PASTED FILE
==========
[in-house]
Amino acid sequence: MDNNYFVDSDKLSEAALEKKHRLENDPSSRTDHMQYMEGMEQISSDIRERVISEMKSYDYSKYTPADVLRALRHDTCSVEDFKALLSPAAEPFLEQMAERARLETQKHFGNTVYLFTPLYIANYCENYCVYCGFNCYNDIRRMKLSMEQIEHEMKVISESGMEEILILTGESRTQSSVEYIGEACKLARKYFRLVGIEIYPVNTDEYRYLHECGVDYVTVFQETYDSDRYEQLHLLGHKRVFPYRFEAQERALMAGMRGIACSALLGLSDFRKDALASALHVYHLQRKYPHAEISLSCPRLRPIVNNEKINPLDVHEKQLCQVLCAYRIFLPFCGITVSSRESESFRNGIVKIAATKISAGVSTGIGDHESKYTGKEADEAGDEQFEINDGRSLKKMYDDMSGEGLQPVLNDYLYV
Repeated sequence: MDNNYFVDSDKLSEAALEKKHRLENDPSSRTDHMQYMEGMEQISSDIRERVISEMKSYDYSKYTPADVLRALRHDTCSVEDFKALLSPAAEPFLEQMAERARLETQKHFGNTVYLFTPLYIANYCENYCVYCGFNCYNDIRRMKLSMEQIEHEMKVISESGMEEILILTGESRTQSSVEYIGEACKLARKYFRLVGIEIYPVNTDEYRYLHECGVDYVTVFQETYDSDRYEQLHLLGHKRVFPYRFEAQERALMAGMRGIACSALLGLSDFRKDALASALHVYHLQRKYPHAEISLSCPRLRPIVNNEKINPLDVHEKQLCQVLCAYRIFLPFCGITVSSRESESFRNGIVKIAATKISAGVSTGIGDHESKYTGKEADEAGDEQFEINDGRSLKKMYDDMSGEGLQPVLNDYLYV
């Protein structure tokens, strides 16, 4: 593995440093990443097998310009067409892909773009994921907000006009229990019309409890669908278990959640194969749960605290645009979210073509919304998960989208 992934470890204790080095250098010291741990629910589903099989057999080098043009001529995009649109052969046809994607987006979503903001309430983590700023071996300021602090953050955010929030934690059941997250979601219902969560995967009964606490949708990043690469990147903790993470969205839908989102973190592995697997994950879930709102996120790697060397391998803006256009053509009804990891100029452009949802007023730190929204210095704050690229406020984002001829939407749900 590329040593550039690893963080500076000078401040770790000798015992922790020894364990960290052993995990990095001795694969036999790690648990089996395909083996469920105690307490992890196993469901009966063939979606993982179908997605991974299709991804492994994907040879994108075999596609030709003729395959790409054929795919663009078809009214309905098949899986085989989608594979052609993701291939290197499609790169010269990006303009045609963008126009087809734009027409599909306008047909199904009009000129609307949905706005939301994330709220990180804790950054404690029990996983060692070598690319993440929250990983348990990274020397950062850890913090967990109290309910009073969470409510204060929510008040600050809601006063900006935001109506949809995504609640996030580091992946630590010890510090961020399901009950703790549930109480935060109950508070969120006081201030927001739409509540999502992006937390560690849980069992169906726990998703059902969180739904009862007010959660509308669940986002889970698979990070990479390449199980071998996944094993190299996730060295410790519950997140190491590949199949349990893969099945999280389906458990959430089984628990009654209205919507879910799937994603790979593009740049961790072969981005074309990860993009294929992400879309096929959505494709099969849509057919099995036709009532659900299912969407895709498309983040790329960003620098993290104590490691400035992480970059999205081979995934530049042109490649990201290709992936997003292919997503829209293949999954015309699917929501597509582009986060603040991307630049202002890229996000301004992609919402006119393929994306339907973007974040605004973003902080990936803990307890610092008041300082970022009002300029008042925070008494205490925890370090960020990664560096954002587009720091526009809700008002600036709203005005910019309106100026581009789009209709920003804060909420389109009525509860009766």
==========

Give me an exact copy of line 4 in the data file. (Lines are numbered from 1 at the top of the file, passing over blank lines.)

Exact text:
């Protein structure tokens, strides 16, 4: 593995440093990443097998310009067409892909773009994921907000006009229990019309409890669908278990959640194969749960605290645009979210073509919304998960989208 992934470890204790080095250098010291741990629910589903099989057999080098043009001529995009649109052969046809994607987006979503903001309430983590700023071996300021602090953050955010929030934690059941997250979601219902969560995967009964606490949708990043690469990147903790993470969205839908989102973190592995697997994950879930709102996120790697060397391998803006256009053509009804990891100029452009949802007023730190929204210095704050690229406020984002001829939407749900 590329040593550039690893963080500076000078401040770790000798015992922790020894364990960290052993995990990095001795694969036999790690648990089996395909083996469920105690307490992890196993469901009966063939979606993982179908997605991974299709991804492994994907040879994108075999596609030709003729395959790409054929795919663009078809009214309905098949899986085989989608594979052609993701291939290197499609790169010269990006303009045609963008126009087809734009027409599909306008047909199904009009000129609307949905706005939301994330709220990180804790950054404690029990996983060692070598690319993440929250990983348990990274020397950062850890913090967990109290309910009073969470409510204060929510008040600050809601006063900006935001109506949809995504609640996030580091992946630590010890510090961020399901009950703790549930109480935060109950508070969120006081201030927001739409509540999502992006937390560690849980069992169906726990998703059902969180739904009862007010959660509308669940986002889970698979990070990479390449199980071998996944094993190299996730060295410790519950997140190491590949199949349990893969099945999280389906458990959430089984628990009654209205919507879910799937994603790979593009740049961790072969981005074309990860993009294929992400879309096929959505494709099969849509057919099995036709009532659900299912969407895709498309983040790329960003620098993290104590490691400035992480970059999205081979995934530049042109490649990201290709992936997003292919997503829209293949999954015309699917929501597509582009986060603040991307630049202002890229996000301004992609919402006119393929994306339907973007974040605004973003902080990936803990307890610092008041300082970022009002300029008042925070008494205490925890370090960020990664560096954002587009720091526009809700008002600036709203005005910019309106100026581009789009209709920003804060909420389109009525509860009766």